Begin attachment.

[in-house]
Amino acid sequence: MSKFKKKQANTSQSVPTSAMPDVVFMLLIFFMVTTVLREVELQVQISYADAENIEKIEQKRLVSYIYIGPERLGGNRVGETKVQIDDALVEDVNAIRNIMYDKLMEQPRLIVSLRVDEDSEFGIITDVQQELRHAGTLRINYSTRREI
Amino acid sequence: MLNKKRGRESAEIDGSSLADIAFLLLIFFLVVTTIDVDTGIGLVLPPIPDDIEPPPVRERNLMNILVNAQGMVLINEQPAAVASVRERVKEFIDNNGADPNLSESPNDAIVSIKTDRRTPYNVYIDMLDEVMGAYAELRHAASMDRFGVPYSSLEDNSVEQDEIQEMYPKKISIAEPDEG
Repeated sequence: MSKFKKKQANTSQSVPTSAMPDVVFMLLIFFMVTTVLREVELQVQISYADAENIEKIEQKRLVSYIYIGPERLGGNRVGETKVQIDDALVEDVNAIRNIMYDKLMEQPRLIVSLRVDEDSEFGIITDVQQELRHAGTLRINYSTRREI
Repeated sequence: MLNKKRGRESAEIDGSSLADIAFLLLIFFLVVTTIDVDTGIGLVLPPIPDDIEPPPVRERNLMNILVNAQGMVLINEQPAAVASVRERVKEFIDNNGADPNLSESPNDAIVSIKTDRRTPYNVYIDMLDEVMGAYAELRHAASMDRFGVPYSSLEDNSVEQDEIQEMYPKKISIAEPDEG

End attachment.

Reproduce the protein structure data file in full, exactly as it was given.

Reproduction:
[in-house]
Amino acid sequence: MSKFKKKQANTSQSVPTSAMPDVVFMLLIFFMVTTVLREVELQVQISYADAENIEKIEQKRLVSYIYIGPERLGGNRVGETKVQIDDALVEDVNAIRNIMYDKLMEQPRLIVSLRVDEDSEFGIITDVQQELRHAGTLRINYSTRREI
Amino acid sequence: MLNKKRGRESAEIDGSSLADIAFLLLIFFLVVTTIDVDTGIGLVLPPIPDDIEPPPVRERNLMNILVNAQGMVLINEQPAAVASVRERVKEFIDNNGADPNLSESPNDAIVSIKTDRRTPYNVYIDMLDEVMGAYAELRHAASMDRFGVPYSSLEDNSVEQDEIQEMYPKKISIAEPDEG
Repeated sequence: MSKFKKKQANTSQSVPTSAMPDVVFMLLIFFMVTTVLREVELQVQISYADAENIEKIEQKRLVSYIYIGPERLGGNRVGETKVQIDDALVEDVNAIRNIMYDKLMEQPRLIVSLRVDEDSEFGIITDVQQELRHAGTLRINYSTRREI
Repeated sequence: MLNKKRGRESAEIDGSSLADIAFLLLIFFLVVTTIDVDTGIGLVLPPIPDDIEPPPVRERNLMNILVNAQGMVLINEQPAAVASVRERVKEFIDNNGADPNLSESPNDAIVSIKTDRRTPYNVYIDMLDEVMGAYAELRHAASMDRFGVPYSSLEDNSVEQDEIQEMYPKKISIAEPDEG